New Mexico's current education improvement agenda—including new teacher-evaluation and A-F school-grading systems—is harming the state's large population of English-language learners and low-income students, according to a lawsuit filed against the state today by the Mexican American Legal Defense and Educational Fund, or MALDEF.
The lawsuit, filed by MALDEF in a district court earlier today on behalf of several parents with children in schools around the state, also alleges that New Mexico officials aren't providing adequate funding to schools to support the needs of several groups of students, including English-learners, Latino students, and American Indian students.
MALDEF's suit comes on the heels of a similar lawsuit in the state that also alleges that New Mexico is failing to provide a "sufficient education" as required by the state's constitution. That suit was brought by the New Mexico Center on Law and Poverty.
The MALDEF complaint in part zeroes in on specific reform initiatives for K-12 that have been pushed by Gov. Susana Martinez, a Republican, and the state's K-12 schools chief, Hanna Skandera (whose official title is "Secretary-Designate of Education" because state lawmakers, for more than three years, have never confirmed her in the position).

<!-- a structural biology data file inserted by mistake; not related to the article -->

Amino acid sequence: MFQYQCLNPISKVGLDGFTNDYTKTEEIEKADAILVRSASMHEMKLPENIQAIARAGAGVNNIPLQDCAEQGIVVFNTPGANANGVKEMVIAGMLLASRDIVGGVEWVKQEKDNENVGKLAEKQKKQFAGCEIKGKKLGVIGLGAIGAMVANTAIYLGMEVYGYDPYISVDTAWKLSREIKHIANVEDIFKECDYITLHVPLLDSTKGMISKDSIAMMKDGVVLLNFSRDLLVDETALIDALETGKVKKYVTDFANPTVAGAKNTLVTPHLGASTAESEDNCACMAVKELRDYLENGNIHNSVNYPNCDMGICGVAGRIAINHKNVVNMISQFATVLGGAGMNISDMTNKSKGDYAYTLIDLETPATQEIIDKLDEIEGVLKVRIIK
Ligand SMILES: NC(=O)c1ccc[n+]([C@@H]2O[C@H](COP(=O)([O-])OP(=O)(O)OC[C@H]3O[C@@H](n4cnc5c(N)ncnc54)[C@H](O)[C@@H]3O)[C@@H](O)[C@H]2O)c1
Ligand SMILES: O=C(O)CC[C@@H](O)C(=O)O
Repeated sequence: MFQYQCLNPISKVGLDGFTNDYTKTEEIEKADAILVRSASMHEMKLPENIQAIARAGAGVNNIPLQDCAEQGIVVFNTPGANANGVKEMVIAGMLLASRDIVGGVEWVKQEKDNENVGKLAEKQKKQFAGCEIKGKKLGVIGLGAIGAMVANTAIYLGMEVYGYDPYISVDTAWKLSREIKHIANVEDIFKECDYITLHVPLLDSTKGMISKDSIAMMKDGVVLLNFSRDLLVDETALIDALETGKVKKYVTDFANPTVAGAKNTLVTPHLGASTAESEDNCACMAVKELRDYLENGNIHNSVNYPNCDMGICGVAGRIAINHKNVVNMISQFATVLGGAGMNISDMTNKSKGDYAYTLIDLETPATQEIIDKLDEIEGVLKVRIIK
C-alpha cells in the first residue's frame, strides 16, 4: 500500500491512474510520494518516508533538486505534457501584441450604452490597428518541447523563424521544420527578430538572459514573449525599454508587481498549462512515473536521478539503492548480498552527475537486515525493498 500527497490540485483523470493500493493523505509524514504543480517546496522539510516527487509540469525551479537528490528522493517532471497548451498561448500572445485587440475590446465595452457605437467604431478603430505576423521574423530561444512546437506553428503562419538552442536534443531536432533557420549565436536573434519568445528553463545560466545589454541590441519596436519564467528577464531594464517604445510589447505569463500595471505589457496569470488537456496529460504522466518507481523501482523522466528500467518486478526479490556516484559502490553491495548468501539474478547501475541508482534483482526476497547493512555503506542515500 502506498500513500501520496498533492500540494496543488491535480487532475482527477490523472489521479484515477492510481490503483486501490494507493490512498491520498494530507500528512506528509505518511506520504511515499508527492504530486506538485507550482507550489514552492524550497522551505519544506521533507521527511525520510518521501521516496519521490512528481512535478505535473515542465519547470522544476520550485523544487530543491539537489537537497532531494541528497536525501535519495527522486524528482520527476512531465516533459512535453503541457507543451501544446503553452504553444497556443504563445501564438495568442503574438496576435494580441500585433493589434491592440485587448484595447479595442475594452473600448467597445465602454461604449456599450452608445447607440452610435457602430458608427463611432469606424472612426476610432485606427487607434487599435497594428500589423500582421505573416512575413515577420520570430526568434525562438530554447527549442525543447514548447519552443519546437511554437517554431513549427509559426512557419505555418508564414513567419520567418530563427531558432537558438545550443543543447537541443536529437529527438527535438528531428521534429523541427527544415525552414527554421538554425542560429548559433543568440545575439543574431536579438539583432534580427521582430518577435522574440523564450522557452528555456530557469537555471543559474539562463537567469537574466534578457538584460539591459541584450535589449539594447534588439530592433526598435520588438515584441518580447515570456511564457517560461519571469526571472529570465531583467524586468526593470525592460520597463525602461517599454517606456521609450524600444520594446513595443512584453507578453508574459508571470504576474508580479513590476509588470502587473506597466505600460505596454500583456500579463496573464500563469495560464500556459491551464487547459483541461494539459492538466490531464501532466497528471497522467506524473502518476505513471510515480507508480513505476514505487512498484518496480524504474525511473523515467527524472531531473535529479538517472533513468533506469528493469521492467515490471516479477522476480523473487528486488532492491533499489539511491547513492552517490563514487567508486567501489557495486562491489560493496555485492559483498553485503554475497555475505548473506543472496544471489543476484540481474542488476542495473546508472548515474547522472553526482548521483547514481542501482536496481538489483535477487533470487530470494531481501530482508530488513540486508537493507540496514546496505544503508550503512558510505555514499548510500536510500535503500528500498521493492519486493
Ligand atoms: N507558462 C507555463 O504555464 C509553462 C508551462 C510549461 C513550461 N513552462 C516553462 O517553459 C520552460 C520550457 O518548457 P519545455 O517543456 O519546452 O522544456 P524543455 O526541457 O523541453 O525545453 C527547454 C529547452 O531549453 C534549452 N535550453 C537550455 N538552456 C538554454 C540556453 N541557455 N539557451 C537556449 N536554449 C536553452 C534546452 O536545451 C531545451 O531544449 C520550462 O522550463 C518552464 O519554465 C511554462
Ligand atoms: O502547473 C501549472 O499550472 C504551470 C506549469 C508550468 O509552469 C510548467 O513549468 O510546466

The state's three-year old school grading system, MALDEF alleges, labels many schools with grades of C or lower, making it difficult to recruit top-flight teachers to the campuses filled with struggling students and most in need of them. The state's teacher-evaluation system also unfairly rates teachers, MALDEF argues, and limits school districts' efforts to recruit and retain effective teachers to work with the state's most struggling students.